Hill Watch: Final FY 2017 Funding and the American Health Care Act

Hill Watch: Final FY 2017 Funding and the American Health Care Act
House passes American Health Care Act; Congress passes FY 2017 appropriations bill
When NCHV sent you an update on the appropriations process last week, the deal for FY 2017 looked like it was on the fast track to passage, but had yet to clear all of its hurdles. Now we can share that both chambers of Congress have in fact passed the legislation (H.R. 244) as we described it, and the President signed the bill on Friday, May 5, 2017.
H.R. 244 provides funding for the remaining portion of FY 2017 for the entirety of the federal government. This bill covers most of the federal government’s funding obligations, but not all. As we have discussed in Hill Watch before, Congress has already agreed on the funding levels for the operations of VA in FY 2017. This earlier agreement covered many of the programs that we consider to be the pillar programs of the federal response to veteran homelessness.
Also last week, the House of Representatives passed the American Health Care Act (AHCA - H.R. 1628) by a narrow margin. This was the first hurdle for this package of reforms as it moves through its own process.
The bill would make several changes to the legislation known alternatively as the Affordable Care Act (ACA) or Obamacare. Current analysis indicates that the bill would not alter any existing policies relating to healthcare eligibility through the U.S. Department of Veterans Affairs (VA). However, as we all know, not every homeless veteran who presents for care is enrolled, eligible, or willing to utilize healthcare services through VA. For these veterans, there are worrying developments.
Most strikingly, the bill would curtail the number of states offering the “expanded” Medicaid package made available under Obamacare. Apart from being deployed in innovative ways (such as being utilized as a funder for supportive housing services) this Medicaid expansion has been shown to reduce the number of uninsured veterans by dramatic amounts. Just recently, the Urban Institute found that uninsurance rates for veterans were 4.8% in states that expanded Medicaid, compared to 7.1% in states that did not. Furthermore, they found that the uninsurance rate among veterans had fallen by 40% since the ACA had come into effect. The changes in law proposed in the AHCA would reverse these trends, and cause these rates to rise again.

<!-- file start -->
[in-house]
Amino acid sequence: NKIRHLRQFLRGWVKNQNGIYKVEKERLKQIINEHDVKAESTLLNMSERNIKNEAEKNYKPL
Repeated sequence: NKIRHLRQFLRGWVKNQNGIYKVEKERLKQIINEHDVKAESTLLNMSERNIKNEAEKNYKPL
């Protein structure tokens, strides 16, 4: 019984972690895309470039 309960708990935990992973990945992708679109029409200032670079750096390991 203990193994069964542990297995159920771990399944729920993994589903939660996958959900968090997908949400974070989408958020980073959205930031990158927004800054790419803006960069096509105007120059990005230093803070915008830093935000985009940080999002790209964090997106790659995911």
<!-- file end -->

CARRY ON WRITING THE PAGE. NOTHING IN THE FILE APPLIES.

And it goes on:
Fortunately for these veterans and the programs that serve them, the bill in its entirety (and these Medicaid provisions in particular) are unpopular in both parties of the Senate. As this bill will need to pass the Senate in the same form as the House for enactment into law, it is unlikely that the current form of the bill will be the same as the final form. The current sense of the Senate is that they will write their own bill, which may be unpalatable to the majority coalition in the House.
NCHV will keep you updated as the AHCA progresses through the remaining stages. Please email Joshua Stewart, NCHV's Director of Policy, if you have testimonials you would like to share about the importance of Medicaid expansion in your work or in the lives of homeless and/or at-risk veterans. You can reach him via email at jstewart@nchv.org